This is the man that accused memorials remembering Malaysians of Chinese ethnicity who fell to the Japanese during WW2, as being dedicated to communists. Not to mention being one of the ones very supportive of the Government's decision to uphold the ban on The Last Communist.
And today, The Star reported that Joe announced RTM will screen "official" documentaries depicting the role of non-Malay freedom fighters. And likely, only pertaining to those that fit into the official version of history. And so, trudge along the Propaganda Machine continues.
The clincher, however, is a statement that Joe himself made, which Walski had written about earlier in a post entitled "Unclear on the concept...":
"As information minister, I am part of history, I bear witness to history, I understand history. Therefore I definitely haven't made a mistake or misunderstood history," he said.
(article source: The Sun, Thursday, December 21, 2006)
And in all likelihood rewrites history in the process as well.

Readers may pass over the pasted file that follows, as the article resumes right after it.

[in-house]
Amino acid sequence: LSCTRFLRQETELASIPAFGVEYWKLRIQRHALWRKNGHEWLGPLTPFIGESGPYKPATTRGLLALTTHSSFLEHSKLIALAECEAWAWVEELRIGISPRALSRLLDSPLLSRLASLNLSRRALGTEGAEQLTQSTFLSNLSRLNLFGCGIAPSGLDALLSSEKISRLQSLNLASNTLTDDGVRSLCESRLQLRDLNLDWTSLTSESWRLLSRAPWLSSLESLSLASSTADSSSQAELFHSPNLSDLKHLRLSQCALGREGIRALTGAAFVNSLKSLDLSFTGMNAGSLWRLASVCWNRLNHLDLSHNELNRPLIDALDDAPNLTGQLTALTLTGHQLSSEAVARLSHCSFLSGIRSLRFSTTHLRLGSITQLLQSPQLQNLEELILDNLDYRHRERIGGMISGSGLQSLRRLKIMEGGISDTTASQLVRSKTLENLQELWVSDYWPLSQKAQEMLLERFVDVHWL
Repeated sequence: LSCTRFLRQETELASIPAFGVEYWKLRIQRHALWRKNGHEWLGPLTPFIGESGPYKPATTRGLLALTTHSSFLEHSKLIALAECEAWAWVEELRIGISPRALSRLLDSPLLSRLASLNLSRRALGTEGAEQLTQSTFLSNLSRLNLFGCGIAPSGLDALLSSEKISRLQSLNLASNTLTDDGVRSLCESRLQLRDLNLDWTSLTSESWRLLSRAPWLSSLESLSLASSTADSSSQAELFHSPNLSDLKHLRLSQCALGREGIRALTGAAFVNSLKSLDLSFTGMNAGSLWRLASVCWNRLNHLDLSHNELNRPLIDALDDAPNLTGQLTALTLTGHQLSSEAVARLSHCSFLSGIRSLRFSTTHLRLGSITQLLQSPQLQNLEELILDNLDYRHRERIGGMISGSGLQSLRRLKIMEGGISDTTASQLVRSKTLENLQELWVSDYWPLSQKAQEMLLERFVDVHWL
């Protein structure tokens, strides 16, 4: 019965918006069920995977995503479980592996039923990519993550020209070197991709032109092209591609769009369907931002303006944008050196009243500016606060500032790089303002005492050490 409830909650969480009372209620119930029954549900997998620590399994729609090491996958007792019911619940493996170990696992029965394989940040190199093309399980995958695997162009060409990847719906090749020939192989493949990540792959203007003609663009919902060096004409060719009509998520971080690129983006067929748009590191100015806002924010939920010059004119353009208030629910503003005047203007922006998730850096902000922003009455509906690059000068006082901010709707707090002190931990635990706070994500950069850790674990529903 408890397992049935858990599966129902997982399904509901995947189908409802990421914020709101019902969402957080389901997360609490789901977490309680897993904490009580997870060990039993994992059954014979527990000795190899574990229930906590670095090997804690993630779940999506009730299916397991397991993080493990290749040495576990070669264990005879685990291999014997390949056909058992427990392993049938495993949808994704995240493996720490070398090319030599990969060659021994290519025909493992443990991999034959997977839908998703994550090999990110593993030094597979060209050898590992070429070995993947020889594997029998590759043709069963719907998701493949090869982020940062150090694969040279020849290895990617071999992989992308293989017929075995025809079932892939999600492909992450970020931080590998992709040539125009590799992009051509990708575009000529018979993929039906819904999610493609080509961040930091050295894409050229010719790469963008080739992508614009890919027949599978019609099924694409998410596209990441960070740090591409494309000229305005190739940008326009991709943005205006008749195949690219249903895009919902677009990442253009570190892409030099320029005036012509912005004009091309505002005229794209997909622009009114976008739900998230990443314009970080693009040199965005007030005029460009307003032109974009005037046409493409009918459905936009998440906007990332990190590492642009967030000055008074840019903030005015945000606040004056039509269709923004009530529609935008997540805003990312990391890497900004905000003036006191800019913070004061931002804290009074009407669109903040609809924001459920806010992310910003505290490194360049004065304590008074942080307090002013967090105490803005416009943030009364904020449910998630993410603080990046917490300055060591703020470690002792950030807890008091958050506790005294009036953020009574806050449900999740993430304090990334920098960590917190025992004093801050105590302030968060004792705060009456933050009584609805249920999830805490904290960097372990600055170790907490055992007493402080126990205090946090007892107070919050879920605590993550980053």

Well, Walski for one hopes that his fantasy does come true - and becomes history (see important disclaimer at the end of the post). Soon. Otherwise, in time to come, we may have a totally different picture of our own nation's narrative. Seen only from one viewpoint. The officially sanitized one.
But Joe's not the only problem. This sort of protectionistic myopia is rife among the civil service and body politic. Too quick to ban things for the sake of appeasing grassroots grumblings, nary a thought for the serious repercussions to Malaysian minds in general.
And in reality, banning this, that and the other is futile. Information is freely available on the Internet. Wanna know why Shamsiah Fakih's story is so unsavory? Read about who she is. For the benefit of those unable to read Bahasa Malaysia, Walski's translated it below.